Glyphosate, the active ingredient in Monsanto's best-selling Roundup weed killer, is unlikely to cause cancer in humans, according to a controversial new report. The report’s contents have been heavily questioned by major NGOs, including Greenpeace, who say that the links between experts involved in the report and certain privately funded companies, including Monsanto, taint the evidence presented.
The report, released by the Joint Meeting on Pesticide Residues, an expert ad hoc body administered jointly by Food and Agriculture Organization of the United Nations and the World Health Organization (WHO), contrasts an earlier report released by WHO, which highlighted the "probable" carcinogenic nature of glyphosate. WHO rejects the suggestion of a contradiction, claiming that the new evidence is “different, yet complementary” to this earlier report.
“(The) respective functions (of the different reports) can be seen as part of a continuum where potential hazards to public health are identified, and the level of risk associated with any such hazards is subsequently assessed,” said a statement issued by WHO. The statement went on to claim that the potential cancer hazards highlighted by WHO’s International Agency for Research and Cancer report did not include an estimate of the level of carcinogenic risk to the exposed population, which this new report does.
The new report says that there is “some evidence of a positive association” between glyphosate and the risk of Non-Hodgkins lymphoma, but that the amount of glyphosate normally ingested by humans was not enough to cause these effects.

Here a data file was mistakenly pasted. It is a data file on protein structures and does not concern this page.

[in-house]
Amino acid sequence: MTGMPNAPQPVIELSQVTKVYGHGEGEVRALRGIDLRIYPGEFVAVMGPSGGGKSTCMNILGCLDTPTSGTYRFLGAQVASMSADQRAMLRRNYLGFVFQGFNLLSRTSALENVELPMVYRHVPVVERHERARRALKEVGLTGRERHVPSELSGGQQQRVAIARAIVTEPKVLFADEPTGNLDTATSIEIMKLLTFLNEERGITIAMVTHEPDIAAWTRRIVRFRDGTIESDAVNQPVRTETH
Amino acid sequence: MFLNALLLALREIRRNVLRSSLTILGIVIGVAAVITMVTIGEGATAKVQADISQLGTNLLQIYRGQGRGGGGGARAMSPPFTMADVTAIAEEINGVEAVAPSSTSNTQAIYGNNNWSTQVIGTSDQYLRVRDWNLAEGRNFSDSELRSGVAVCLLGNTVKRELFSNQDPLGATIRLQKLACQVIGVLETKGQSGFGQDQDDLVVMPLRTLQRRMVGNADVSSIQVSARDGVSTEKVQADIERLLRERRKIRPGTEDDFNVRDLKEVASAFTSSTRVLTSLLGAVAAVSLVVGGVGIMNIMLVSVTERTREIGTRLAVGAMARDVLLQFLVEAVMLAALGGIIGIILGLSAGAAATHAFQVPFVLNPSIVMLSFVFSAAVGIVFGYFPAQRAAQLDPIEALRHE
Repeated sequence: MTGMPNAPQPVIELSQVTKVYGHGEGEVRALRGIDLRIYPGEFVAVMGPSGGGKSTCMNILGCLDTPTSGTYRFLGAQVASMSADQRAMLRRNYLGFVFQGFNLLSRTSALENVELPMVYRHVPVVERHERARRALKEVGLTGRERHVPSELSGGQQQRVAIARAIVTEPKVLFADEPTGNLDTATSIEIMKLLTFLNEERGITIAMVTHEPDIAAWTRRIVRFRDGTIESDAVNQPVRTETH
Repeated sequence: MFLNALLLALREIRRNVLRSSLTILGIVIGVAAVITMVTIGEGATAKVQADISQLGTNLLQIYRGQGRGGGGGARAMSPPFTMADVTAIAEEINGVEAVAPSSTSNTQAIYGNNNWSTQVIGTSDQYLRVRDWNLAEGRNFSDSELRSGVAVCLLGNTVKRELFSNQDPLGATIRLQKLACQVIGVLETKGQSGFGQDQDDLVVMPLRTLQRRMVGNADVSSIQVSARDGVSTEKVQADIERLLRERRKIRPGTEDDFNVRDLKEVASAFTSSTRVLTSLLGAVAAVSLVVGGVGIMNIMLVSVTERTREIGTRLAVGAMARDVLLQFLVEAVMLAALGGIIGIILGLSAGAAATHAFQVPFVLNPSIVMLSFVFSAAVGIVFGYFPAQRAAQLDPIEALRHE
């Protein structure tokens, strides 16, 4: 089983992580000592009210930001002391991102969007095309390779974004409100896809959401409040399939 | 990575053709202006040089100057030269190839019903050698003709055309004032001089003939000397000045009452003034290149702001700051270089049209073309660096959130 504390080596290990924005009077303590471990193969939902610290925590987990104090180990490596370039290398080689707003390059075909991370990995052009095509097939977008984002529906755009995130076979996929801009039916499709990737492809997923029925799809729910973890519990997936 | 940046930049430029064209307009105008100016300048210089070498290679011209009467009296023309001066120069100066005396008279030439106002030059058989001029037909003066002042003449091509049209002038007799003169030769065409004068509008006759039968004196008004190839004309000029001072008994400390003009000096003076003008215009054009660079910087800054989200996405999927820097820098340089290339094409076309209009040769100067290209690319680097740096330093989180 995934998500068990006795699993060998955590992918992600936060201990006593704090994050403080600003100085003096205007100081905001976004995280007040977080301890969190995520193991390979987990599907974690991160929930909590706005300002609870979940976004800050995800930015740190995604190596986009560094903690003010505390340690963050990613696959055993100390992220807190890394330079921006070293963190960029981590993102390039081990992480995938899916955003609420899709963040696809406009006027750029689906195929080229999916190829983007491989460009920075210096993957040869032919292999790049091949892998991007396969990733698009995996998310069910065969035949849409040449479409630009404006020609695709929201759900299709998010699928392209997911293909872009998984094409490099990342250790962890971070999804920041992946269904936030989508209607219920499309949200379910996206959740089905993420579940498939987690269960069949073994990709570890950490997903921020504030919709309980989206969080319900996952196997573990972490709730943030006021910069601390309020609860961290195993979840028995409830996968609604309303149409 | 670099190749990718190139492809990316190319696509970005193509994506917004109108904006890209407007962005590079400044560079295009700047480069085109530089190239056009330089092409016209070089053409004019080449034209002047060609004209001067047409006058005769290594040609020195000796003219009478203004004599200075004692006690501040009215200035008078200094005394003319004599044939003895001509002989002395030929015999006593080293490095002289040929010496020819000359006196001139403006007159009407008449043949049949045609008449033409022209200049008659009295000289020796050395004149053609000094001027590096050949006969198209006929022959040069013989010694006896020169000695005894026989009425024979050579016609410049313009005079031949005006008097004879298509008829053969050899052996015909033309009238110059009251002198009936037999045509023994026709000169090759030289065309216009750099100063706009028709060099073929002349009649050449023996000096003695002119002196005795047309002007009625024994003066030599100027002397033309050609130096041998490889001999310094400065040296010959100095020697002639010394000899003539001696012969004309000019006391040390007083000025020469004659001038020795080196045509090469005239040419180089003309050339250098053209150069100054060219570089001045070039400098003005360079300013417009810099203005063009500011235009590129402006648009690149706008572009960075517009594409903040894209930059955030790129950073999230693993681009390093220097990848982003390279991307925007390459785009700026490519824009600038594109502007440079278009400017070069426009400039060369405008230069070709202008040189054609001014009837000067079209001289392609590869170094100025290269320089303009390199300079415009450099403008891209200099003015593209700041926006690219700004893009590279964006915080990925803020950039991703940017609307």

From the Organic Authority Files
Two key experts in the report, Alan Boobis and Angelo Moretto, have ties to the International Life Sciences Institute, which is principally funded by private companies including three manufacturers of glyphosate-based products: Monsanto, Dow, which produces Enlist Duo, amongst others, and Syngenta, the producer of Touchdown.
Many other experts involved in the report preferred to remain anonymous, adding to Greenpeace’s skepticism of its impartiality.
“The agencies contradicting the WHO cancer warning seem to either rely on officials who prefer not to be named, or lack a watertight policy to protect their impartiality,” said Greenpeace EU food policy director Franziska Achterberg. “Any decision affecting millions of people should be based on fully transparent and independent science that isn’t tied to corporate interests.”
The European Parliament made the highly contested decision to reapprove glyphosate for another seven years in April, a decision that will be readdressed at the EU Standing Committee on Plants, Animals, Food, and Feed on May 18, two days after the release of this new report. One leaked proposal showed that the European Commission plans to propose a 10-year renewal of glyphosate in place of the seven-year renewal proposed by Parliament.
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